|Original Star Trek episodes, 1966-1967|
The wonderful Leonard Nimoy died this week: poet, musician, artist, and of course, actor. I rarely get too involved or swept up in celebrity lives, celebrity deaths, and I've never posted about an actor before, but this is my blog. My party.
So ... a few thoughts about Leonard Nimoy.
The truth is, Mr. Spock was my secret ally all through middle school. I was the youngest by a few years in a gifted class (I'd skipped a grade), and it wasn't easy being 11 years old when everyone else was 13. I'd get home after school each day and lose myself in Star Trek re-runs on TV (no youtube or internet in the late 1970s). As the only alien on a starship, Mr. Spock knew how it felt to be an outsider, and so did I. He was my hero, the first one I ever had.
Star Trek was my secret obsession until I went to university and discovered that I wasn't the only person who loved it. My friends and I went to our share of opening night screenings of Star Trek movies, and although I never attended a conference, I did scare the neighbourhood one Halloween when I dressed up as a Borg (that was a great costume).
I was a devotee of The Next Generation in the 80s, and wrote two screenplays for that series (both rejected). Somewhere around that time, I also bought this tricorder case filled with DVDs of the first season of the original series, pictured here.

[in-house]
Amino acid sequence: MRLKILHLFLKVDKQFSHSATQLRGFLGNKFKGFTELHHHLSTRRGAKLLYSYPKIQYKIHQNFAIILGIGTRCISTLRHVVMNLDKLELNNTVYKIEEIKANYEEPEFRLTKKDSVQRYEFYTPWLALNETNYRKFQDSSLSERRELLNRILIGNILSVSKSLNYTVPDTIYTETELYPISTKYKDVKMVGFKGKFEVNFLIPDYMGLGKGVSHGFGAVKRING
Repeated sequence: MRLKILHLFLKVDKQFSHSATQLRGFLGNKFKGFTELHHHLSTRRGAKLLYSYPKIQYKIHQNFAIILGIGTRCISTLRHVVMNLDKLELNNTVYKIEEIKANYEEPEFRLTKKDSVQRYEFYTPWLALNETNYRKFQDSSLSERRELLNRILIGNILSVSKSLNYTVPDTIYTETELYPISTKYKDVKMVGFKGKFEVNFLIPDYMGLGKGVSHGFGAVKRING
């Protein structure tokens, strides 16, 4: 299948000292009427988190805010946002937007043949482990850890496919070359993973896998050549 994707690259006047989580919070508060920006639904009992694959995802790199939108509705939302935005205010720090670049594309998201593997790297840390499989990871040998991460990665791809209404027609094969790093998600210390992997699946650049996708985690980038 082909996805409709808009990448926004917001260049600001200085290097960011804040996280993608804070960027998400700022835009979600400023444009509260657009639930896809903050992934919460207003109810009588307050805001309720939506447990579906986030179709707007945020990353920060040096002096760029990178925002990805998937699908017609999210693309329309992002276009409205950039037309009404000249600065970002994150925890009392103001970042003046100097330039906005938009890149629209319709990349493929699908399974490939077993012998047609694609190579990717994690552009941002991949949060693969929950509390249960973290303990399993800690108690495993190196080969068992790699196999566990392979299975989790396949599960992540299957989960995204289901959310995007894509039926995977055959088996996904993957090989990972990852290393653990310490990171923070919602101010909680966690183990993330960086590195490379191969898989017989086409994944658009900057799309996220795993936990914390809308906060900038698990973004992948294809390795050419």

In homage, I wrote and performed a hilarious song for Mr. Worf called Klingon Love Affair, which I still dust off and play for close friends now and then. Here's the first verse: Love your forehead/gives me chills/your halfway back, wild hair/lock me in your crushing grip/it's my Klingon Love Affair. Ready photon torpedos, Mr. Worf ... campy and fun and that's enough of that! You get the idea.
In the 90s, my friends and I went to "Spocktoberfest" in Toronto a few times, to watch The Chumps spoof episodes of the original series and laughed until it hurt, although the pints of blue Romulan ale probably helped.
When I heard last week that Leonard Nimoy was in the hospital with "chest pains," I decided to watch the new J.J. Abrams ST movie, Into Darkness, which I hadn't yet taken the time to see. It was thrilling! Zachary Quinto makes a great Spock, and his moment on screen with Leonard Nimoy was a wonderful hall of mirrors, looking into the future, into the past, into the future, and so on. Due to the magic of Netflix, my 17-year-old son is methodically watching the entire Star Trek franchise. It's good to walk into the basement (where his bedroom is), with an armload of laundry and hear Patrick Stewart's silky voice arguing with Q.
But until hearing of Leonard Nimoy's death, I hadn't spent much time thinking about Star Trek in recent years, it's just been a constant in my life, always there in the background. Now I will. Like the night I watched the original airing of Arena in 1969 (I was 5 and I still remember it), I'll spend some time in the weeks to come, getting inspired on the bridge of the Enterprise with my alien ally and lifelong hero. I'm hopeful that ST will continue to prosper and inspire future generations, like it did me. I have no doubt it will. Truly, LLAP.